Understanding Pointers to Function

Hello folks,
I am following some program so I could understand the logic behind pointers to functions; I am attaching the code. I do not understand the way they have declared a function with pointers? The function points to a character and it receives two arguments which point to two characters. instead of using “char* subStr (char* str, char delim, int index)" why cant we just use "char subStr (char str, char *delim, int index)” ? what difference does the Asterik make between two? Thank you for your help :slight_smile:

char* subStr (char* str, char *delim, int index) {
char *act, *sub, *ptr;
static char copy[MAX_STRING_LEN];
int i;

// Since strtok consumes the first arg, make a copy
strcpy(copy, str);

for (i = 1, act = copy; i <= index; i++, act = NULL) {
//Serial.print(".");
sub = strtok_r(act, delim, &ptr);
if (sub == NULL) break;
}
return sub;

}

In function arguments/parameters, an asterisk and square brackets are interchangeable. In declarations, the two are different. In declarations an asterisk declares a pointer to a variable, while brackets declare an array.

The code you posted is a function that returns a pointer. There is nothing in that snippet that deals with pointers to functions.

The function that you posted returns a string - a NULL terminated array of chars. How would you return that using just a single char variable?

Thank You for your reply. The entire function is bellow: it basically cuts some part of a given string and displays it. As I said i am following the logic. If sub is a pointer inside the function then why would we need to have the function pointed to some char instead of just returning *sub ?
// strtok test */

#include <string.h>

#define MAX_STRING_LEN 20

char *record1 = “one two three”;
char *record2 = “Hello there friend”;
char *p, *i;

void setup() {

Serial.begin(9600);

Serial.println("Split record1: ");
Serial.println(subStr(record1, " ", 1));
Serial.println(subStr(record1, " ", 2));
Serial.println(subStr(record1, " ", 3));

Serial.println("Split record2: ");
Serial.println(subStr(record2, " ", 1));
Serial.println(subStr(record2, " ", 2));
Serial.println(subStr(record2, " ", 3));
}

void loop () {
}

// Function to return a substring defined by a delimiter at an index
char *subStr (char *str, char *delim, int index) {
char *act, *sub, *ptr;
static char copy[MAX_STRING_LEN];
int i;

// Since strtok consumes the first arg, make a copy
strcpy(copy, str);

for (i = 1, act = copy; i <= index; i++, act = NULL) {
//Serial.print(".");
sub = strtok_r(act, delim, &ptr);
if (sub == NULL) break;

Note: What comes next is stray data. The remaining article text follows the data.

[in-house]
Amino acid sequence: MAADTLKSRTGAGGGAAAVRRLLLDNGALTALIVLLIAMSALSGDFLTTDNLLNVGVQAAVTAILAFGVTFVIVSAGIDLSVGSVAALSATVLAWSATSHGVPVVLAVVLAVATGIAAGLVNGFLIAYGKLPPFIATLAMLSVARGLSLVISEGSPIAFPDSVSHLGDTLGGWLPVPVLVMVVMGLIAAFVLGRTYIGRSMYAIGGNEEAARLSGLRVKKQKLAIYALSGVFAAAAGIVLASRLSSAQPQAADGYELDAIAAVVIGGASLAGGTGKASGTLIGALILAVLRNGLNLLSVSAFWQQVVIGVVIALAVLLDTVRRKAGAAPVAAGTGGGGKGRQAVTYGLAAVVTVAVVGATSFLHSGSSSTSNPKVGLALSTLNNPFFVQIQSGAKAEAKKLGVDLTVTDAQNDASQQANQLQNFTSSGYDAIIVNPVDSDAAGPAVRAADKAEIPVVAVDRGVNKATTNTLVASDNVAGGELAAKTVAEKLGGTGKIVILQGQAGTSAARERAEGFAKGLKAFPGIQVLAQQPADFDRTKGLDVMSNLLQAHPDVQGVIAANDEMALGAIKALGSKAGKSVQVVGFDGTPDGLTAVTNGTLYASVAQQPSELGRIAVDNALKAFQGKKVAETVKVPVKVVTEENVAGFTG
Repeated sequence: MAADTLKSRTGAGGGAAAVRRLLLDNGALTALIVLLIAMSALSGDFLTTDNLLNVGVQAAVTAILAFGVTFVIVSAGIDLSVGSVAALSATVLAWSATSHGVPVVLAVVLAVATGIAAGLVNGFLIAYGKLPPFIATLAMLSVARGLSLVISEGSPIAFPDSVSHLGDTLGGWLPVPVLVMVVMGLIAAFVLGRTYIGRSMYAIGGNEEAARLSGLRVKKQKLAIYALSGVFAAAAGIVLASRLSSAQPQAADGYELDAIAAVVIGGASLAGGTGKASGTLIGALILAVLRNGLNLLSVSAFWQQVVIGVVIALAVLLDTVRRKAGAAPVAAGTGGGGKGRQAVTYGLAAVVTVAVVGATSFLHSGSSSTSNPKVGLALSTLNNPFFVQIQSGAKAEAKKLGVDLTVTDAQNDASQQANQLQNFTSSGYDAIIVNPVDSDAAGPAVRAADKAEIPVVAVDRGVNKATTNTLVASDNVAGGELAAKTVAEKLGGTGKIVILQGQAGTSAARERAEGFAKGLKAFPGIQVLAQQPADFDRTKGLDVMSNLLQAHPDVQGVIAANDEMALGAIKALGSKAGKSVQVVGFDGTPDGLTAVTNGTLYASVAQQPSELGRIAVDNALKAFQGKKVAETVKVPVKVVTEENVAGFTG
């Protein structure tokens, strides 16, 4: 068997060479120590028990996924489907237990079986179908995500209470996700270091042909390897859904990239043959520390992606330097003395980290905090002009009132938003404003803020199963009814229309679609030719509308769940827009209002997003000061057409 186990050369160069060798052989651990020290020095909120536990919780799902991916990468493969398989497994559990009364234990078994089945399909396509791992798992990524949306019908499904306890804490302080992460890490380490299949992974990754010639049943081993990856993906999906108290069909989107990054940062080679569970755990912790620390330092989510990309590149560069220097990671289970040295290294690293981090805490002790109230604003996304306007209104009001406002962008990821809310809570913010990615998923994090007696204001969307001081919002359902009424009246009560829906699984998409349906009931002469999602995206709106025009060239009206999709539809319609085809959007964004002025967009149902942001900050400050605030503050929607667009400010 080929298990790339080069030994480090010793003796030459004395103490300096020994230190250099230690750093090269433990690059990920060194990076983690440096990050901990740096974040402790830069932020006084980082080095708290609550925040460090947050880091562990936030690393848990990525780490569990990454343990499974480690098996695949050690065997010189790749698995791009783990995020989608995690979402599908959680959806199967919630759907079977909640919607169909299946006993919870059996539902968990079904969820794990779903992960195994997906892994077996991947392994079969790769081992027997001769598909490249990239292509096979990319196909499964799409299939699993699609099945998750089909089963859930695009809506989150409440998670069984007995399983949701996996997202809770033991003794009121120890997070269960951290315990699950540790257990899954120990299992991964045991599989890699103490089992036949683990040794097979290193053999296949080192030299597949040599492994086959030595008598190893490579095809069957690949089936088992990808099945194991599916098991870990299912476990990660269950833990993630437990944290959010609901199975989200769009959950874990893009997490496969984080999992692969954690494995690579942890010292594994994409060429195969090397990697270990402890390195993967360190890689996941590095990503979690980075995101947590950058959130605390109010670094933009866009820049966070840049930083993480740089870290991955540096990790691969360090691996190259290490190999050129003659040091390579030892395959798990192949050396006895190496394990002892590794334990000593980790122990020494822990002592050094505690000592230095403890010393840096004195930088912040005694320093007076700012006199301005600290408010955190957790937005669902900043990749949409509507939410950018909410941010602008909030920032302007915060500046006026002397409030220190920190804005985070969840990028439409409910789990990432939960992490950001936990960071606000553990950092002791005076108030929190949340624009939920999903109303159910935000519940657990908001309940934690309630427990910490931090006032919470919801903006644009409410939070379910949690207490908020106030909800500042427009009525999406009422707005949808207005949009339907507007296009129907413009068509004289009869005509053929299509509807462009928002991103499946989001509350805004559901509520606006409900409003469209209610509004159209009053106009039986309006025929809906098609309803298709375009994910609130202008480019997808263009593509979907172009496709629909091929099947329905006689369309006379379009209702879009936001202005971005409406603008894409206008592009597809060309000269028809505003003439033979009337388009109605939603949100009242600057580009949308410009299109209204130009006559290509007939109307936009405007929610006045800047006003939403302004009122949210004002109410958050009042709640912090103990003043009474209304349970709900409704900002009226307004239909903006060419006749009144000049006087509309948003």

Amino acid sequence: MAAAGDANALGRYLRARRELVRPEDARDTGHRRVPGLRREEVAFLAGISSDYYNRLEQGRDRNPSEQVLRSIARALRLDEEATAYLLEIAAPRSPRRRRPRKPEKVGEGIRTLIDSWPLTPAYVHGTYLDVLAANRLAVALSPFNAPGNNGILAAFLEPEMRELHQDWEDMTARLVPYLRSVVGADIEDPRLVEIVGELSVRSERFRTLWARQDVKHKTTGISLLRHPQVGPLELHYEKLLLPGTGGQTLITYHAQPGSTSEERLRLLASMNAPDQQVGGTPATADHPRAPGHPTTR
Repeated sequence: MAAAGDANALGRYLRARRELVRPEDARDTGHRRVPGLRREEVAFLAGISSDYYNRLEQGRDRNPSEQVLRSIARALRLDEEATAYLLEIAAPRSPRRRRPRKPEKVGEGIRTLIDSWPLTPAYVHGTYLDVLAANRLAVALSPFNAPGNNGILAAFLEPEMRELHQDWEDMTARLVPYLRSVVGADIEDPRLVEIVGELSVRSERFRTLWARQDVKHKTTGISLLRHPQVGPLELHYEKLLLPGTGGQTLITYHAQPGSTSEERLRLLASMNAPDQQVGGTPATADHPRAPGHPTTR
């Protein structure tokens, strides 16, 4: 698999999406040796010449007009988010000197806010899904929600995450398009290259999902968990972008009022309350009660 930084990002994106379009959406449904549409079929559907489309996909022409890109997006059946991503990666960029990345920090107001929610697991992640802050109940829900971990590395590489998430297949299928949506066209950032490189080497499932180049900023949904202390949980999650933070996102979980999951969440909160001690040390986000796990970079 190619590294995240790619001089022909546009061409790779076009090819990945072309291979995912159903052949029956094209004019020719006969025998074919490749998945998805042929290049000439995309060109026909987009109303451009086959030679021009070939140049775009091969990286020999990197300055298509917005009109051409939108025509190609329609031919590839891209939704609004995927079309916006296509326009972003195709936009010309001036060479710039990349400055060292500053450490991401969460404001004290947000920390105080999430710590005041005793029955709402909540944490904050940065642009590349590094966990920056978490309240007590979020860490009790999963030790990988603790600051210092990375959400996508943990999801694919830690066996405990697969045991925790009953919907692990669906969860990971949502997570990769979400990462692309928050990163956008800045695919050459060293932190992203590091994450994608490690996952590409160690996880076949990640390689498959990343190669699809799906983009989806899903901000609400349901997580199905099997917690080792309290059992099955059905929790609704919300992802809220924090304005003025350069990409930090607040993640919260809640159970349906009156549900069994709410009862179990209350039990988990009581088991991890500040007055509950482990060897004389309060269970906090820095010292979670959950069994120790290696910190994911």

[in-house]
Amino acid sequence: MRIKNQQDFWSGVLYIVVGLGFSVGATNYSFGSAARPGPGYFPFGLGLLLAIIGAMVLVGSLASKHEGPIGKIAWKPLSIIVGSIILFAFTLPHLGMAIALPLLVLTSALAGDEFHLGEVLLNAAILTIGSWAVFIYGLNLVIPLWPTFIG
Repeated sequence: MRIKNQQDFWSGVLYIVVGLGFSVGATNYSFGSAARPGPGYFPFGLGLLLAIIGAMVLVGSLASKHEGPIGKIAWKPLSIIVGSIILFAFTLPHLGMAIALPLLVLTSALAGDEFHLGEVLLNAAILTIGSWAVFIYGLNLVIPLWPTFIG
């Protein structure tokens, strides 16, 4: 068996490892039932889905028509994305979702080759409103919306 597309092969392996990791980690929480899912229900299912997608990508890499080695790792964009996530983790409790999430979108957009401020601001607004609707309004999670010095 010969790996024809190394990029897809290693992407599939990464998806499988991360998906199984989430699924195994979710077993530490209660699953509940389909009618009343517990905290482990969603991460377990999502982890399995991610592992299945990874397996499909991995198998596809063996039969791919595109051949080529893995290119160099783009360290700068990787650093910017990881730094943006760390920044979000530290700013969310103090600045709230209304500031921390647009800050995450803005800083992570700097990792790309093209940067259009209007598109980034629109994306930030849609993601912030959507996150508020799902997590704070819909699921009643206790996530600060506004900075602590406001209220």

}
return sub;

}

If sub is a pointer inside the function then why would we need to have the function pointed to some char instead of just returning *sub ?

"sub" is a pointer to a char, therefore "*sub" is a char.

One thing to remember about char arrays (strings) in C/C++ is that the pointer is a reference to the first element of the array, that is to say that the variable contains the address to the first element of the array, thus why indexes start at 0. If you add the index to the pointer to grab the next element in the array, it works just like putting the index in brackets. i.e. *str or *(str+0) is equivalent to str[0], and *(str+1) is equivalent to str[1]. The parentheses are needed to denote that you're adding to the address that str points to, and not the value. This applies to all arrays, and can be useful to remember.

...the pointer is a reference to the first element of the array...

The rvalue of a pointer can be something other than the first element. A properly initialized pointer can hold only two values: 1) the memory address of a piece of data, or 2) null. However, that rvalue does not have to be the base address of an array:

int val[10];
int *ptr;

ptr = val;       // ptr now points to val[0]
ptr = &val[4];   // ptr now points to 5th element in array

If you want help figuring out complex data definitions (which is not the same as a declaration), see Purdum's Right-Left Rule:

http://jdurrett.ba.ttu.edu/3345/handouts/RL-rule.html

Thank you "DivinityArcane" and "econjack," I will certainly study more and look into your comments in more debt, but for now i think I have sort of figure out the logic and I will ask more once I finish studying. Thank You All. Milad

once I finish studying.

While you are studying, pay some attention to the difference between strtok() and strtok_r. Then, try to explain why you are using the larger, more complicated, thread-safe version on a device that doesn't do threads.

econjack:

...the pointer is a reference to the first element of the array...

The rvalue of a pointer can be something other than the first element. A properly initialized pointer can hold only two values: 1) the memory address of a piece of data, or 2) null. However, that rvalue does not have to be the base address of an array

Just being picky, don't mind me...

Pointers, values, and references do not have r-values or l-values... Expressions do.

In your example, 'ptr', 'val' and 'val[4]' are l-value expressions. You can see this by using the address of operator on them ( which you already have one ), as it only accepts l-value expressions.

Just being picky…

Yep, I agree…

Often I take some liberties when trying to help someone understand a topic. This is what I was trying to get across to the poster…

econjack:
Yep, I agree...

Often I take some liberties when trying to help someone understand a topic. This is what I was trying to get across to the poster...

And what I'm picking at is, you could do all that without reinventing the meaning of certain aspects. Your definition of l/rvalues is only going to confuse someone when things like the compiler spit out errors mentioning l/rvalues.